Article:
On the eve of the 72nd Cannes Film Festival, the global film community is once again summoned to the tiny, magically picturesque town in the south of France. When I arrived earlier, the main street of Cannes, Rue d’Antibes, was already crawling with people. People of every skin color from every corner of the world, young or young at heart, looking well-rested and tanned, badges bouncing cheerfully along.
The air is definitely charged, but for the moment things are staying civil, relaxed, you can even say merry – until all hell is set to break loose when a certain zombie comedy officially kicks off the festivities in about 18 hours.
For those who have covered the festival a few times, so much downtime in Cannes might still feel strange. It is essentially a gift/byproduct of the press screening reform initiated by the organizers last year, which did away with the decades-long practice of letting the press see the competition films in advance of their gala premieres. So instead of seeing THE DEAD DON’T DIE tomorrow morning, we’ll only get to see it when Jim Jarmusch and his glorious cast present the film at the opening ceremony in the evening.
I’ve complained about what this new system means for a festival already steeped in the toxic tradition of intransparency and special treatment. This year, they aimed to improve on last year’s experiment but seem to make it even harder for non-prioritized journalists to do their work. The one big change is that the press screening for those late-night gala premieres will not be delayed until the morning after, but also held parallel to the red carpet event. On the face of it, this would help enhance the immediacy of reporting, but essentially it is encouraging journalists to not only make a mad dash for the first review out of the gate after they see a film, but to do that at insane hours.
All this is a roundabout way of saying that I might not be able to keep up my daily dispatch in the next two weeks with this crazy schedule. I most certainly will try but whether or not I can be that guy to file their review of the four-hour MEKTOUB, MY LOVE: INTERMEZZO the night it screens at 10pm near the end of the festival, we shall see.
Speaking of INTERMEZZO, it’s notable that director Abdellatif Kechiche is only one of five French filmmakers in a competition lineup with a particularly strong Gallic accent. Add to those titles THE YOUNG AHMED from Belgium and MATTHIAS AND MAXIME from Canada, and we’re talking about a (near-)record level of French-language films in contention.
From this pool of Palme d’Or candidates, Mati Diop’s ATLANTICS and Céline Sciamma’s PORTRAIT OF A LADY ON FIRE, sight unseen, most pique my interest. As a female French-Senegalese filmmaker, Diop’s face is not the type you often see featured in Cannes competition. And if that isn’t rare enough, ATLANTICS is her first narrative feature to boot. Suffice it to say all eyes will be on her this Thursday as people decide whether a new star auteur à la László Nemes (Oscar-winner for SON OF SAUL) is born (no pressure girl).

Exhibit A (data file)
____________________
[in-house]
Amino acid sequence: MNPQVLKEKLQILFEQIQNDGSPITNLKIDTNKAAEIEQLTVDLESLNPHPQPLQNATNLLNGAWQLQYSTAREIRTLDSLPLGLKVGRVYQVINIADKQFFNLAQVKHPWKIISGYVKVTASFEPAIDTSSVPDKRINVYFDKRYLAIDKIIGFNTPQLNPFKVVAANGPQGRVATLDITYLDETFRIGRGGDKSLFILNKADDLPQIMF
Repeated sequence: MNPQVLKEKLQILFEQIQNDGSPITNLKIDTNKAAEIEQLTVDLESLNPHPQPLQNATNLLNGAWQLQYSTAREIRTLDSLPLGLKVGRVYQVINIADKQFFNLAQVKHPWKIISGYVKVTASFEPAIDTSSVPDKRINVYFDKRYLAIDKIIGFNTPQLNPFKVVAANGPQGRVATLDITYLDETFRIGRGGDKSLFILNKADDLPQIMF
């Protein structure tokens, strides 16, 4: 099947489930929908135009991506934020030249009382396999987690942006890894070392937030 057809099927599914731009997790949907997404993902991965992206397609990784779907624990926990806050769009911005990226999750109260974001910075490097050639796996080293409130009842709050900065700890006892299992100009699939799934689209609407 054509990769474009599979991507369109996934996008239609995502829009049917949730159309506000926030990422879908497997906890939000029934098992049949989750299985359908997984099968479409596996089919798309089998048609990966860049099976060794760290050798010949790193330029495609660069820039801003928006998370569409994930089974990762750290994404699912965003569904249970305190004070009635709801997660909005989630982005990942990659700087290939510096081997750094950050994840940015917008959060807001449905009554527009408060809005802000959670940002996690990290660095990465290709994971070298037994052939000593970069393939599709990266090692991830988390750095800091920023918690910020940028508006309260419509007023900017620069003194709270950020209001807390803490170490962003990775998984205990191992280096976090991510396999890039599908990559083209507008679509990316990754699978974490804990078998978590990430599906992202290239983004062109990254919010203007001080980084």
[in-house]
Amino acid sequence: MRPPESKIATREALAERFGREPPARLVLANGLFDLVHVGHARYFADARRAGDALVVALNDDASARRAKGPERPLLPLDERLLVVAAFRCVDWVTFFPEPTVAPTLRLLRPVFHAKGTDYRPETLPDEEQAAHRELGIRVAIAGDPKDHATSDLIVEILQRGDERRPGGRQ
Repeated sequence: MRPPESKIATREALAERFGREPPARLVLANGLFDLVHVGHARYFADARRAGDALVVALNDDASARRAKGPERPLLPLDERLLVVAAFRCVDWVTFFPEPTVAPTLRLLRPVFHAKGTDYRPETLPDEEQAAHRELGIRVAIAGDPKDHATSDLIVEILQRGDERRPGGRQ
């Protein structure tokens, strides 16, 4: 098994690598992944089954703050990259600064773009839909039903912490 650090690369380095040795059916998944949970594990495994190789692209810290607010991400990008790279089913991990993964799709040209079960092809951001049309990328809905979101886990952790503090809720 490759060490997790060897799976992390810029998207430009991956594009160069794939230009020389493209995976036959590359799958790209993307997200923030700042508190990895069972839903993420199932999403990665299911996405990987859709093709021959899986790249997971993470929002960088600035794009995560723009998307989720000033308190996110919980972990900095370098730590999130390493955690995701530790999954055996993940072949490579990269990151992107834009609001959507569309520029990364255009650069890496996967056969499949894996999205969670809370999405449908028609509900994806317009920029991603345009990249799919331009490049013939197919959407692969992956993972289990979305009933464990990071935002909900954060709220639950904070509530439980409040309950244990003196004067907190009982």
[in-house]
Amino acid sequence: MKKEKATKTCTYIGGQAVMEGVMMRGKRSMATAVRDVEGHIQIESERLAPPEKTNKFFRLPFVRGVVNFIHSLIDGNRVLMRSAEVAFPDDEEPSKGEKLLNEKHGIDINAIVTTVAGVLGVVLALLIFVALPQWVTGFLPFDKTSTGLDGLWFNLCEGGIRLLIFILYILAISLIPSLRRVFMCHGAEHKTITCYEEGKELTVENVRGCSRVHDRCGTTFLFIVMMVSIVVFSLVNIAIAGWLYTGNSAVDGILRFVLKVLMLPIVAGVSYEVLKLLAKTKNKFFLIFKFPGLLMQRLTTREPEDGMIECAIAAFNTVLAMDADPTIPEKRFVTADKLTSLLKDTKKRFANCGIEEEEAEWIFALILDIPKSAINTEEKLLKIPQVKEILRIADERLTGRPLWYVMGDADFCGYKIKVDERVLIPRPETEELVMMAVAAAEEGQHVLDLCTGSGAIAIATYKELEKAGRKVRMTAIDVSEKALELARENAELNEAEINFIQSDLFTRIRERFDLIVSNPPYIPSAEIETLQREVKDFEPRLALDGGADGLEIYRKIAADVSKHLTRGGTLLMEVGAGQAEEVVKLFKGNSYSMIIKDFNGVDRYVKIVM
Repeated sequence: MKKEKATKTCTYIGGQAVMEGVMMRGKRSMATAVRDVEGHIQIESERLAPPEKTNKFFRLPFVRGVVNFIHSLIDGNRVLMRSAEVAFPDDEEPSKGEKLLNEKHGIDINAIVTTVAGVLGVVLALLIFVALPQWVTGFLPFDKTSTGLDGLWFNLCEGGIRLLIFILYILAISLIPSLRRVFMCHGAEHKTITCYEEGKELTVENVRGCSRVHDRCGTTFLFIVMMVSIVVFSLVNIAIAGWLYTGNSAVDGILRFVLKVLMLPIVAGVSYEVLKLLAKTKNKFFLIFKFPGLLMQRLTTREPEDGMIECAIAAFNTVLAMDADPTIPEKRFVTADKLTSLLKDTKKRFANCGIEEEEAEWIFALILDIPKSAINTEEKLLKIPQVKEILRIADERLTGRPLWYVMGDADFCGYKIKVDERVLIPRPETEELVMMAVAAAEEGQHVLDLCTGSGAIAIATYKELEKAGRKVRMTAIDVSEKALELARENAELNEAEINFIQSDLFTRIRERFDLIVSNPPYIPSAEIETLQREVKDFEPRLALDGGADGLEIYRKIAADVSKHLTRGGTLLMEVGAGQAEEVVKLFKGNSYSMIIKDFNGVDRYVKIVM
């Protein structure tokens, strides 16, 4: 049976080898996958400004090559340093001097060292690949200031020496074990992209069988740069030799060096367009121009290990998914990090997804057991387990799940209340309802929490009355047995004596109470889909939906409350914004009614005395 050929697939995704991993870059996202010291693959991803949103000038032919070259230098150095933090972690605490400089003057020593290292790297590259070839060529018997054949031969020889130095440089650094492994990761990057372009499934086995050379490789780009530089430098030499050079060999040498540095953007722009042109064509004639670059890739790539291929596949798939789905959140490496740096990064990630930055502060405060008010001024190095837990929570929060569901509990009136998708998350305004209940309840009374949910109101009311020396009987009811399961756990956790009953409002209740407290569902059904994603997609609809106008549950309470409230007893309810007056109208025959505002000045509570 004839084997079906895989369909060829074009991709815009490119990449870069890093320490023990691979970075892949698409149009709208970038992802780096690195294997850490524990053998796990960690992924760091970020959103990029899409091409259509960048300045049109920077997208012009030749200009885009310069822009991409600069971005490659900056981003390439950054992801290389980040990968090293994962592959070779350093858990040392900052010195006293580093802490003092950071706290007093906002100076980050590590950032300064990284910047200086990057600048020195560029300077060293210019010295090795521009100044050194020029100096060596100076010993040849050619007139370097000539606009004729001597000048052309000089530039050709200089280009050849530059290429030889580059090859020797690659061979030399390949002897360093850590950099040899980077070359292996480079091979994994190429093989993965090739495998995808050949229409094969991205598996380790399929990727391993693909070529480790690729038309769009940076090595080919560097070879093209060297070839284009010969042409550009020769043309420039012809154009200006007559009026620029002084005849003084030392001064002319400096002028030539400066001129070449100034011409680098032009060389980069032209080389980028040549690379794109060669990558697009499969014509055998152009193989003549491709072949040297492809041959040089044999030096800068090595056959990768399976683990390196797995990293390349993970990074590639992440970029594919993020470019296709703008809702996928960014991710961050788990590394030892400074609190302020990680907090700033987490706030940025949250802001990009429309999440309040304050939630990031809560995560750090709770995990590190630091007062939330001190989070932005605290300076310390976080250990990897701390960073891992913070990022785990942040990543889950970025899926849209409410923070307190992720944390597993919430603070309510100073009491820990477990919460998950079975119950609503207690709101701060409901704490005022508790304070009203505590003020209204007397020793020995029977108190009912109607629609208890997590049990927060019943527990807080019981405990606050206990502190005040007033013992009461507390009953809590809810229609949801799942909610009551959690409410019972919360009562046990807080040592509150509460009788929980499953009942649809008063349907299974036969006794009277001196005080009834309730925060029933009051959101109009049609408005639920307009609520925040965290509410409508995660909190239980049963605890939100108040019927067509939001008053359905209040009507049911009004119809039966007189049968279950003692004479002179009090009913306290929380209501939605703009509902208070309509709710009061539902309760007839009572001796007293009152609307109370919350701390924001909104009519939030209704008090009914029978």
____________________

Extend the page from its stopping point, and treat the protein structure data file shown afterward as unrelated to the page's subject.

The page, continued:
Sciamma is one of the most sensitive and consistently brilliant female queer filmmakers working today. LADY sees her tackling period piece for the first time and has been generating tons of buzz for months. It helps that she’s found her leading lady in Adèle Haenel, whose talent and popularity is such that she stars in three different films at this year’s festival, spread across Competition, Director’s Fortnight (DEERSKIN) and Critic’s Week (HEROES DON’T DIE). As premature a prediction as it is, at this stage, placing your Best Actress bets on Haenel would not seem off at all.
Unless, of course, two-time Cannes Best Actress winner and Goddess of all things Isabelle Huppert has something to say about that. The prolific thespian plays the titular FRANKIE by Ira Sachs, another consistently great queer filmmaker venturing into new territory, in this case out of his familiar New York setting and onto European soil. It promises to be another juicy role for Huppert, who last kick-started her unlikely Oscar campaign in Cannes with ELLE.
As for the Palme d’Or, who knows? There are five previous winners (two of which have won twice – the Dardenne brothers and Ken Loach) in this lineup. Will Terence Malick win his second (consecutive) Palme for A HIDDEN LIFE? Or will May 21st prove to be the lucky date for Quentin Tarantino, as ONCE UPON A TIME… IN HOLLYWOOD premieres exactly 25 years after PULP FICTION to a similar fate? Or maybe it’s finally time for recognized masters of cinema like Pedro Almodóvar and Elia Suleiman to take center stage? Or will this director-heavy jury feel frisky and a newbie ends up winning on their first try?
In the quiet of the night before it all begins, it’s easy to ponder the many possibilities of an open race, a level playing field. From tomorrow on, the films are gonna keep coming, sleep is going to sound more and more like a foreign concept, the nightmarish lines in front of the Debussy theater and the mobs fighting to get into Directors’ Fortnight will obliterate any remnant of illusion about a chilled Cannes. Time to buckle up.